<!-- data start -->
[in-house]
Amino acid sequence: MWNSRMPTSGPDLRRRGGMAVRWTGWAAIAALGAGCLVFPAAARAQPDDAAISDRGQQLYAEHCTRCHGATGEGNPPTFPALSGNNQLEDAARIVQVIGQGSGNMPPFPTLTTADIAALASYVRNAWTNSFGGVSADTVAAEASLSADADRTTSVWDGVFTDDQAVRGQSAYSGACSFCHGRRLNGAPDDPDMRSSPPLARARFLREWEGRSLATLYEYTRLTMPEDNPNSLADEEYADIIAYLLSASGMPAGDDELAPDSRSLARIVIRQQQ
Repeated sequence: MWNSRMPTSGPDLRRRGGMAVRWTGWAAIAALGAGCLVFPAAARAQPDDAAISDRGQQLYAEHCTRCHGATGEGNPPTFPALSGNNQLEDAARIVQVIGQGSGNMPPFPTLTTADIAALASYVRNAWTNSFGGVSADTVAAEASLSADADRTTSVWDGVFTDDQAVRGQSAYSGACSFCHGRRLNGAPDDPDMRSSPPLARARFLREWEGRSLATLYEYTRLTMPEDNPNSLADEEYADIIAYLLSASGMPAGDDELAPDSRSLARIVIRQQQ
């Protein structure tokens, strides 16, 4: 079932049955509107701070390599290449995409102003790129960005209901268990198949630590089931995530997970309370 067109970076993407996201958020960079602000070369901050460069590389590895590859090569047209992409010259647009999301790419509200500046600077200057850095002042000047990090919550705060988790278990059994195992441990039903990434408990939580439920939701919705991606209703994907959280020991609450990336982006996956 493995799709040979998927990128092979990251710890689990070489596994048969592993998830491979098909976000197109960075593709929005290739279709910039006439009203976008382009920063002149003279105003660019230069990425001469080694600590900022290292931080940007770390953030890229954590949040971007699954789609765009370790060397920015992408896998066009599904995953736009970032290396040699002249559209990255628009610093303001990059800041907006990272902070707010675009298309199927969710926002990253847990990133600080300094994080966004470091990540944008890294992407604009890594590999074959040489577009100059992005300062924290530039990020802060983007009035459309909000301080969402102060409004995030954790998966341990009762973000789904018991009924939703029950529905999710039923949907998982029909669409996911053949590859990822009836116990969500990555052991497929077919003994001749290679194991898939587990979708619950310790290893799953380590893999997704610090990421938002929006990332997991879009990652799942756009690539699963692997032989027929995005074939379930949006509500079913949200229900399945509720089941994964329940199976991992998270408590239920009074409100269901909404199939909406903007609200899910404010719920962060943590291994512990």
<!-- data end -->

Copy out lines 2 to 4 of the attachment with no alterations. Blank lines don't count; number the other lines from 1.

Amino acid sequence: MWNSRMPTSGPDLRRRGGMAVRWTGWAAIAALGAGCLVFPAAARAQPDDAAISDRGQQLYAEHCTRCHGATGEGNPPTFPALSGNNQLEDAARIVQVIGQGSGNMPPFPTLTTADIAALASYVRNAWTNSFGGVSADTVAAEASLSADADRTTSVWDGVFTDDQAVRGQSAYSGACSFCHGRRLNGAPDDPDMRSSPPLARARFLREWEGRSLATLYEYTRLTMPEDNPNSLADEEYADIIAYLLSASGMPAGDDELAPDSRSLARIVIRQQQ
Repeated sequence: MWNSRMPTSGPDLRRRGGMAVRWTGWAAIAALGAGCLVFPAAARAQPDDAAISDRGQQLYAEHCTRCHGATGEGNPPTFPALSGNNQLEDAARIVQVIGQGSGNMPPFPTLTTADIAALASYVRNAWTNSFGGVSADTVAAEASLSADADRTTSVWDGVFTDDQAVRGQSAYSGACSFCHGRRLNGAPDDPDMRSSPPLARARFLREWEGRSLATLYEYTRLTMPEDNPNSLADEEYADIIAYLLSASGMPAGDDELAPDSRSLARIVIRQQQ
């Protein structure tokens, strides 16, 4: 079932049955509107701070390599290449995409102003790129960005209901268990198949630590089931995530997970309370 067109970076993407996201958020960079602000070369901050460069590389590895590859090569047209992409010259647009999301790419509200500046600077200057850095002042000047990090919550705060988790278990059994195992441990039903990434408990939580439920939701919705991606209703994907959280020991609450990336982006996956 493995799709040979998927990128092979990251710890689990070489596994048969592993998830491979098909976000197109960075593709929005290739279709910039006439009203976008382009920063002149003279105003660019230069990425001469080694600590900022290292931080940007770390953030890229954590949040971007699954789609765009370790060397920015992408896998066009599904995953736009970032290396040699002249559209990255628009610093303001990059800041907006990272902070707010675009298309199927969710926002990253847990990133600080300094994080966004470091990540944008890294992407604009890594590999074959040489577009100059992005300062924290530039990020802060983007009035459309909000301080969402102060409004995030954790998966341990009762973000789904018991009924939703029950529905999710039923949907998982029909669409996911053949590859990822009836116990969500990555052991497929077919003994001749290679194991898939587990979708619950310790290893799953380590893999997704610090990421938002929006990332997991879009990652799942756009690539699963692997032989027929995005074939379930949006509500079913949200229900399945509720089941994964329940199976991992998270408590239920009074409100269901909404199939909406903007609200899910404010719920962060943590291994512990």